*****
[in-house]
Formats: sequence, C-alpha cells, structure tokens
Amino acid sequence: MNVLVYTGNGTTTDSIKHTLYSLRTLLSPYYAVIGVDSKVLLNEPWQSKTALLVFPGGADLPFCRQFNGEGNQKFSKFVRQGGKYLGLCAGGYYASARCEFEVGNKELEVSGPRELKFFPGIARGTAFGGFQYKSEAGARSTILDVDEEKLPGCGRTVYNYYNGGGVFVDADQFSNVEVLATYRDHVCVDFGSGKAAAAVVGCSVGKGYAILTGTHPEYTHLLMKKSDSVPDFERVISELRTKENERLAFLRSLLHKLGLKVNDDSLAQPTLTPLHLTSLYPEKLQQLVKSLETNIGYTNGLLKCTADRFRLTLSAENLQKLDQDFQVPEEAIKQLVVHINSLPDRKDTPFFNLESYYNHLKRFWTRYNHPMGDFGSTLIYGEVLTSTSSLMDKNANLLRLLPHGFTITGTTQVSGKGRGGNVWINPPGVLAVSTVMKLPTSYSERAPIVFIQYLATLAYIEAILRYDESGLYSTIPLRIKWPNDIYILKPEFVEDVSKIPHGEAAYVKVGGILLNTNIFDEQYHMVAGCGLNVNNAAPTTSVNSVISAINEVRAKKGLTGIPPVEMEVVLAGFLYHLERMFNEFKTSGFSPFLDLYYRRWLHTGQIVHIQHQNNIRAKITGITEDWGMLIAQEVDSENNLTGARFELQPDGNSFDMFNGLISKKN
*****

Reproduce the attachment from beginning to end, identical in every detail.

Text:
[in-house]
Formats: sequence, C-alpha cells, structure tokens
Amino acid sequence: MNVLVYTGNGTTTDSIKHTLYSLRTLLSPYYAVIGVDSKVLLNEPWQSKTALLVFPGGADLPFCRQFNGEGNQKFSKFVRQGGKYLGLCAGGYYASARCEFEVGNKELEVSGPRELKFFPGIARGTAFGGFQYKSEAGARSTILDVDEEKLPGCGRTVYNYYNGGGVFVDADQFSNVEVLATYRDHVCVDFGSGKAAAAVVGCSVGKGYAILTGTHPEYTHLLMKKSDSVPDFERVISELRTKENERLAFLRSLLHKLGLKVNDDSLAQPTLTPLHLTSLYPEKLQQLVKSLETNIGYTNGLLKCTADRFRLTLSAENLQKLDQDFQVPEEAIKQLVVHINSLPDRKDTPFFNLESYYNHLKRFWTRYNHPMGDFGSTLIYGEVLTSTSSLMDKNANLLRLLPHGFTITGTTQVSGKGRGGNVWINPPGVLAVSTVMKLPTSYSERAPIVFIQYLATLAYIEAILRYDESGLYSTIPLRIKWPNDIYILKPEFVEDVSKIPHGEAAYVKVGGILLNTNIFDEQYHMVAGCGLNVNNAAPTTSVNSVISAINEVRAKKGLTGIPPVEMEVVLAGFLYHLERMFNEFKTSGFSPFLDLYYRRWLHTGQIVHIQHQNNIRAKITGITEDWGMLIAQEVDSENNLTGARFELQPDGNSFDMFNGLISKKN